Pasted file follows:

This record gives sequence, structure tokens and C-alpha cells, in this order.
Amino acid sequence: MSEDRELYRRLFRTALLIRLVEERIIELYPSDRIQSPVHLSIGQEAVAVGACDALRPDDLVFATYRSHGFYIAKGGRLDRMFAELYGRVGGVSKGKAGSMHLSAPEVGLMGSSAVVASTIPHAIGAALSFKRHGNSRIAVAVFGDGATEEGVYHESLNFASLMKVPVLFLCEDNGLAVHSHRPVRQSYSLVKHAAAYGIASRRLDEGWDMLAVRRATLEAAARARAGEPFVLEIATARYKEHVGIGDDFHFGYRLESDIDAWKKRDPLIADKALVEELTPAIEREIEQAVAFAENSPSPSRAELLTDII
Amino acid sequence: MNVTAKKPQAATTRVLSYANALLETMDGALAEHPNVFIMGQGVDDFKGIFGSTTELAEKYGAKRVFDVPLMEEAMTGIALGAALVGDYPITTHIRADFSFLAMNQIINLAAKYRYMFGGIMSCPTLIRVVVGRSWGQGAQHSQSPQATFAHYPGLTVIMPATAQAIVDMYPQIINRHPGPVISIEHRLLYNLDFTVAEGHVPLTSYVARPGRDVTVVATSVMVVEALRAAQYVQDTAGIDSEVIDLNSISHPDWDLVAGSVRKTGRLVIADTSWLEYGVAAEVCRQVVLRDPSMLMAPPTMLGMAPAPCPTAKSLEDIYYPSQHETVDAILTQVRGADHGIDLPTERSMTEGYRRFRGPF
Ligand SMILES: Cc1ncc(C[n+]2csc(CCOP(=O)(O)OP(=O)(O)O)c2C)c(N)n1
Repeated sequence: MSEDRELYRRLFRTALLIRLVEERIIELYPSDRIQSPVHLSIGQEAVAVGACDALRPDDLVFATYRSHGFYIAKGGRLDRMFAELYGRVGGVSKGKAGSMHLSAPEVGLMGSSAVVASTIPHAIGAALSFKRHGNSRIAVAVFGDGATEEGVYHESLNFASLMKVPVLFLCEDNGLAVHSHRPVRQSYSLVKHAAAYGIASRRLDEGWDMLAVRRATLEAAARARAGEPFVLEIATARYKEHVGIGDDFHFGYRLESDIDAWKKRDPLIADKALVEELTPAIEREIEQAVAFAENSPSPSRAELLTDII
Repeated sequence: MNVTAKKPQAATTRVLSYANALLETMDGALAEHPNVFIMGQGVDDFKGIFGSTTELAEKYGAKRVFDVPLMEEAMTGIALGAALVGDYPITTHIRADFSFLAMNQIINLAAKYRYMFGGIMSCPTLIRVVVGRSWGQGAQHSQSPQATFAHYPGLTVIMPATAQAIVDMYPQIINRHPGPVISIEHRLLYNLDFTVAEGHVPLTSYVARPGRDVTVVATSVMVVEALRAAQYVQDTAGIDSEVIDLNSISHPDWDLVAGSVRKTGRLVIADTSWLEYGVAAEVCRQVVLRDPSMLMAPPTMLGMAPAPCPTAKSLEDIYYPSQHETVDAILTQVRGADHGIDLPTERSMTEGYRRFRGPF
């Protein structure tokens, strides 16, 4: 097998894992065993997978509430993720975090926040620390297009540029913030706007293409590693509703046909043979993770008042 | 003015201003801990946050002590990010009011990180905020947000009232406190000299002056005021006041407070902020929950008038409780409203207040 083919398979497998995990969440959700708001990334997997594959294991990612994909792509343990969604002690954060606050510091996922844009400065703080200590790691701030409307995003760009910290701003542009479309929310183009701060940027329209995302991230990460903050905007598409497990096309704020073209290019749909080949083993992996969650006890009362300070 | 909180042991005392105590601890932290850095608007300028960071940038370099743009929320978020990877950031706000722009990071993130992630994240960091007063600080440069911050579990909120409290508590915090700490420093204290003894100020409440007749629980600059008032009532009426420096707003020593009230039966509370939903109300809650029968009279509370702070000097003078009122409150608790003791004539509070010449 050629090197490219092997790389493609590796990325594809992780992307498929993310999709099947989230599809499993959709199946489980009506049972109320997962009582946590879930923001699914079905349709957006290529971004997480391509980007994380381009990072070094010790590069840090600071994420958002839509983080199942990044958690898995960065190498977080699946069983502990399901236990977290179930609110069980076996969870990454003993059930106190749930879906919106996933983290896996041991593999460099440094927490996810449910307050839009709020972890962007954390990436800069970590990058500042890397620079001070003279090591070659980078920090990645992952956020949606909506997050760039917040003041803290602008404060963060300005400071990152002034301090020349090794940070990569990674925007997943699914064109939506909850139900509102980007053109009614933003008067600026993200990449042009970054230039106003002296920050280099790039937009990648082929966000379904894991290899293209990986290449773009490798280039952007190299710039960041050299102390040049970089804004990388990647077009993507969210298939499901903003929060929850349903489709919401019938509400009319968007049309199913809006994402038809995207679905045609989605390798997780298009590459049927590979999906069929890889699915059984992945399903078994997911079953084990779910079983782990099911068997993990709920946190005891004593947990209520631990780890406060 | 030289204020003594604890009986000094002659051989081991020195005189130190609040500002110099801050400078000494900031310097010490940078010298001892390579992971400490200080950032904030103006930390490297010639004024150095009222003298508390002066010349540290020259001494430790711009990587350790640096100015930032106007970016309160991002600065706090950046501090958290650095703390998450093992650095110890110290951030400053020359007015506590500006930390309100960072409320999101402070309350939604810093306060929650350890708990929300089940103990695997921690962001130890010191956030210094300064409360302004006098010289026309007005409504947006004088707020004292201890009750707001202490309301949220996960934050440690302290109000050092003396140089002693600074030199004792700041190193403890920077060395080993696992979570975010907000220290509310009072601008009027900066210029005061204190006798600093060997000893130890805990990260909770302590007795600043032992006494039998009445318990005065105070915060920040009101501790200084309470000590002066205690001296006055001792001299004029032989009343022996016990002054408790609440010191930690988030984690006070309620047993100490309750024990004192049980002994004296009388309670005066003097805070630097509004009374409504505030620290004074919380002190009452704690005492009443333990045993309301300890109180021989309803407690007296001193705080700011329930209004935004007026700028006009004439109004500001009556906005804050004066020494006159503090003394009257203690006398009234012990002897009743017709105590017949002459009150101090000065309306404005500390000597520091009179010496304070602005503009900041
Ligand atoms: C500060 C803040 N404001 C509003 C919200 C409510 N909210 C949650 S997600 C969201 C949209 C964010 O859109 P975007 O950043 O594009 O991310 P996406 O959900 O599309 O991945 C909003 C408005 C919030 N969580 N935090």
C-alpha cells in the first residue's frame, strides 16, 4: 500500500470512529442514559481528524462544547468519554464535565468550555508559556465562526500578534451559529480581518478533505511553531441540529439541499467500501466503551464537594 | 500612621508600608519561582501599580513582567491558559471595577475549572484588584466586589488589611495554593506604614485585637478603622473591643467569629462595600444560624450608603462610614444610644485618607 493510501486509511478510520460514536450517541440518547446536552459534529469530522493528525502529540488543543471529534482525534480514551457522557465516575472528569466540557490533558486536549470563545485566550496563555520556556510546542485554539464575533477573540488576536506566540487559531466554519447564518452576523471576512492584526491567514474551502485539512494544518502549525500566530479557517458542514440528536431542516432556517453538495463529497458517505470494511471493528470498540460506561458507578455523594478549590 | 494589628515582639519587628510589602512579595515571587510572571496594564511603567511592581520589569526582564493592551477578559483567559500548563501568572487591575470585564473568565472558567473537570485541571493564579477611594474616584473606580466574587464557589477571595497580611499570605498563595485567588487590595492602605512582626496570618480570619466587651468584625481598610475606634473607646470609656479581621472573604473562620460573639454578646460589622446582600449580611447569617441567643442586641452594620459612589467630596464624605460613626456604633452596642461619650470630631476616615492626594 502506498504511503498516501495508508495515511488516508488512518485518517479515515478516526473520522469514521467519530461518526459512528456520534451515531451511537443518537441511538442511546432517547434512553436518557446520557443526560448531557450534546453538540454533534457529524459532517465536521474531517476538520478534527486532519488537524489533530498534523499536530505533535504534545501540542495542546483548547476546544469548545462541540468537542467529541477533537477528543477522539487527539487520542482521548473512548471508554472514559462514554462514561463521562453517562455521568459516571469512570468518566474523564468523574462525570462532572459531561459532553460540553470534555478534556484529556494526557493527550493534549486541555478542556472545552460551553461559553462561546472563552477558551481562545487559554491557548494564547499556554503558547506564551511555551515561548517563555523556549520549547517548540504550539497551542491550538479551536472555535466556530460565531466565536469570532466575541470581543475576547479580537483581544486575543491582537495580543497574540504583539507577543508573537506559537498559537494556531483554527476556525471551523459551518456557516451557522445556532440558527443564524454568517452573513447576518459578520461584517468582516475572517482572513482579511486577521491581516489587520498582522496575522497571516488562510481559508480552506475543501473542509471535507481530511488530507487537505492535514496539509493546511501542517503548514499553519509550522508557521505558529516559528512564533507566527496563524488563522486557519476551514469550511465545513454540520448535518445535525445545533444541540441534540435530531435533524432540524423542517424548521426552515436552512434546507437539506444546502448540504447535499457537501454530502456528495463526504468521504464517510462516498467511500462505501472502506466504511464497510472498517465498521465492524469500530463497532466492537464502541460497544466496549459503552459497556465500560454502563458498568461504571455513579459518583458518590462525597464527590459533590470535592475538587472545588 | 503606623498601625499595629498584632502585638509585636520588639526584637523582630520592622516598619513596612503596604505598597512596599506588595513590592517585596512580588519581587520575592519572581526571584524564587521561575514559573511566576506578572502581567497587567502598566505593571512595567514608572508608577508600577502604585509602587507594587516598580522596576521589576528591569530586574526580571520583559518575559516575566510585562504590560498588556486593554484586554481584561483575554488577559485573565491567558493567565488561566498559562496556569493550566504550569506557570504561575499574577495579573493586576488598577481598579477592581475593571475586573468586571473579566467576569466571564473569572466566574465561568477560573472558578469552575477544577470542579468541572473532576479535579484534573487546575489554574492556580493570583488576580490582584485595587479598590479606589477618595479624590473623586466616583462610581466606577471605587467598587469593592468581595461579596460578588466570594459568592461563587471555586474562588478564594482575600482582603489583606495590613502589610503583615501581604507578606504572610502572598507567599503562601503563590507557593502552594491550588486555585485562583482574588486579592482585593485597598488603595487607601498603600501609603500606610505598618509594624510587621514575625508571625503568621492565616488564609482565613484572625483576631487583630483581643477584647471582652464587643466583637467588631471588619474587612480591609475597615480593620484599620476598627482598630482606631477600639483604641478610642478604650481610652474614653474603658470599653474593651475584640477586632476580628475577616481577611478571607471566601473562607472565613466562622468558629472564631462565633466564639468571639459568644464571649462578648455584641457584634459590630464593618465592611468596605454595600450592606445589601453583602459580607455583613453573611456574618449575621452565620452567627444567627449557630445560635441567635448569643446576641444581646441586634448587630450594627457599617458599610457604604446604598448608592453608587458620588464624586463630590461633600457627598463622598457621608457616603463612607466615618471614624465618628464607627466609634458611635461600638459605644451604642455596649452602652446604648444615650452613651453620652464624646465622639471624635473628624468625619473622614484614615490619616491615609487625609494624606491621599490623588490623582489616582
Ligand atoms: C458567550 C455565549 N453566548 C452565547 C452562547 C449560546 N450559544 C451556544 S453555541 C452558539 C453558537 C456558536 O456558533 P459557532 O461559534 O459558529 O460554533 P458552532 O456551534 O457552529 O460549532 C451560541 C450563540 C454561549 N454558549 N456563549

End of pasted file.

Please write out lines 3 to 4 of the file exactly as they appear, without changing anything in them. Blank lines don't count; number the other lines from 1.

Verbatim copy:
Amino acid sequence: MNVTAKKPQAATTRVLSYANALLETMDGALAEHPNVFIMGQGVDDFKGIFGSTTELAEKYGAKRVFDVPLMEEAMTGIALGAALVGDYPITTHIRADFSFLAMNQIINLAAKYRYMFGGIMSCPTLIRVVVGRSWGQGAQHSQSPQATFAHYPGLTVIMPATAQAIVDMYPQIINRHPGPVISIEHRLLYNLDFTVAEGHVPLTSYVARPGRDVTVVATSVMVVEALRAAQYVQDTAGIDSEVIDLNSISHPDWDLVAGSVRKTGRLVIADTSWLEYGVAAEVCRQVVLRDPSMLMAPPTMLGMAPAPCPTAKSLEDIYYPSQHETVDAILTQVRGADHGIDLPTERSMTEGYRRFRGPF
Ligand SMILES: Cc1ncc(C[n+]2csc(CCOP(=O)(O)OP(=O)(O)O)c2C)c(N)n1